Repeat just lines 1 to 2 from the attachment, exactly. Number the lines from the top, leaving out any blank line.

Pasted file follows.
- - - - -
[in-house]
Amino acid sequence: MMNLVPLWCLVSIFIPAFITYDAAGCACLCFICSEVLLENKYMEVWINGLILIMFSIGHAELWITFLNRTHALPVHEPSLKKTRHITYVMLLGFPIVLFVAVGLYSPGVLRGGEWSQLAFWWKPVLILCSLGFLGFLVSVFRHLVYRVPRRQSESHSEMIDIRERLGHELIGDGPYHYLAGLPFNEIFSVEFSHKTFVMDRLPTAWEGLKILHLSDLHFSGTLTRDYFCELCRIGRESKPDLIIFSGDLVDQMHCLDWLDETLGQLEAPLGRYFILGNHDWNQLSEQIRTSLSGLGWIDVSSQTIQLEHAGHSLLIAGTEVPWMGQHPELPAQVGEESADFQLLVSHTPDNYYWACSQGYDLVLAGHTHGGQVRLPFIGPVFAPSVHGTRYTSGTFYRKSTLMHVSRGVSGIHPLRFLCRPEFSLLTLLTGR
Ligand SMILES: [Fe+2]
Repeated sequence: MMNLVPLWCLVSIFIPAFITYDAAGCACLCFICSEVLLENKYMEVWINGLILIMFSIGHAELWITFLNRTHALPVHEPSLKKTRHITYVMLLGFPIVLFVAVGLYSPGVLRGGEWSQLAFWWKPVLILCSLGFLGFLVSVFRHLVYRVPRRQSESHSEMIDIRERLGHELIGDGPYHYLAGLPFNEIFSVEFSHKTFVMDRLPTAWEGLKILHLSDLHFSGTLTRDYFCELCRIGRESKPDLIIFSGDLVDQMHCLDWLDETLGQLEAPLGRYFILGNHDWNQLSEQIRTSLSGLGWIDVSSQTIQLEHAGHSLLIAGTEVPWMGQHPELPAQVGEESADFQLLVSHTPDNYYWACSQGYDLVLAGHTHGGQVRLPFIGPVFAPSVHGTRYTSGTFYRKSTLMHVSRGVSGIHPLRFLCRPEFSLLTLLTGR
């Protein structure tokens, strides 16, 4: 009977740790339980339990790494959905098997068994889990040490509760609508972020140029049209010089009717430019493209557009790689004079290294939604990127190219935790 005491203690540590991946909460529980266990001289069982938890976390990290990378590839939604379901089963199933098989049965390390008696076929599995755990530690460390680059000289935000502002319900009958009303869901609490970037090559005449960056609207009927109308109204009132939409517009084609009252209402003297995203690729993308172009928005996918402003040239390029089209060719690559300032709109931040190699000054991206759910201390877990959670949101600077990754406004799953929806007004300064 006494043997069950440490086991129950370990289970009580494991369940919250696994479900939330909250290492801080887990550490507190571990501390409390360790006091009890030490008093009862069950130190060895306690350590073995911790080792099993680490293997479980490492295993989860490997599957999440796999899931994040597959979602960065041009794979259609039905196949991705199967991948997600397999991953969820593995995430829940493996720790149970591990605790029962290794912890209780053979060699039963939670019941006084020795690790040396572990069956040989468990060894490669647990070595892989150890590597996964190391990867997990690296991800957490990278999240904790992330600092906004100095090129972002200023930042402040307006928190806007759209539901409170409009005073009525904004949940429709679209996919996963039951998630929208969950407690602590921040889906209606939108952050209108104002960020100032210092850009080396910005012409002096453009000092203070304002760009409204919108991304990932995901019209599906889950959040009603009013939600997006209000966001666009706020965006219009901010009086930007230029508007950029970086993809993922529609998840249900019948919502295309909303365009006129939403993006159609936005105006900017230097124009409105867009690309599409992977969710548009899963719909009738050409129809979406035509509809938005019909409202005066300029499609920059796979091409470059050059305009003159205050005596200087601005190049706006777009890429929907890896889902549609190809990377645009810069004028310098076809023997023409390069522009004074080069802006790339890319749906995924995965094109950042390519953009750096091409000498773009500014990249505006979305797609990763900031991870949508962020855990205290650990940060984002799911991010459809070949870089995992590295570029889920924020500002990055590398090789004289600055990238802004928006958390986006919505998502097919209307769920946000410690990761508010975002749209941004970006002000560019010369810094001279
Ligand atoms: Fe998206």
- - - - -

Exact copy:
[in-house]
Amino acid sequence: MMNLVPLWCLVSIFIPAFITYDAAGCACLCFICSEVLLENKYMEVWINGLILIMFSIGHAELWITFLNRTHALPVHEPSLKKTRHITYVMLLGFPIVLFVAVGLYSPGVLRGGEWSQLAFWWKPVLILCSLGFLGFLVSVFRHLVYRVPRRQSESHSEMIDIRERLGHELIGDGPYHYLAGLPFNEIFSVEFSHKTFVMDRLPTAWEGLKILHLSDLHFSGTLTRDYFCELCRIGRESKPDLIIFSGDLVDQMHCLDWLDETLGQLEAPLGRYFILGNHDWNQLSEQIRTSLSGLGWIDVSSQTIQLEHAGHSLLIAGTEVPWMGQHPELPAQVGEESADFQLLVSHTPDNYYWACSQGYDLVLAGHTHGGQVRLPFIGPVFAPSVHGTRYTSGTFYRKSTLMHVSRGVSGIHPLRFLCRPEFSLLTLLTGR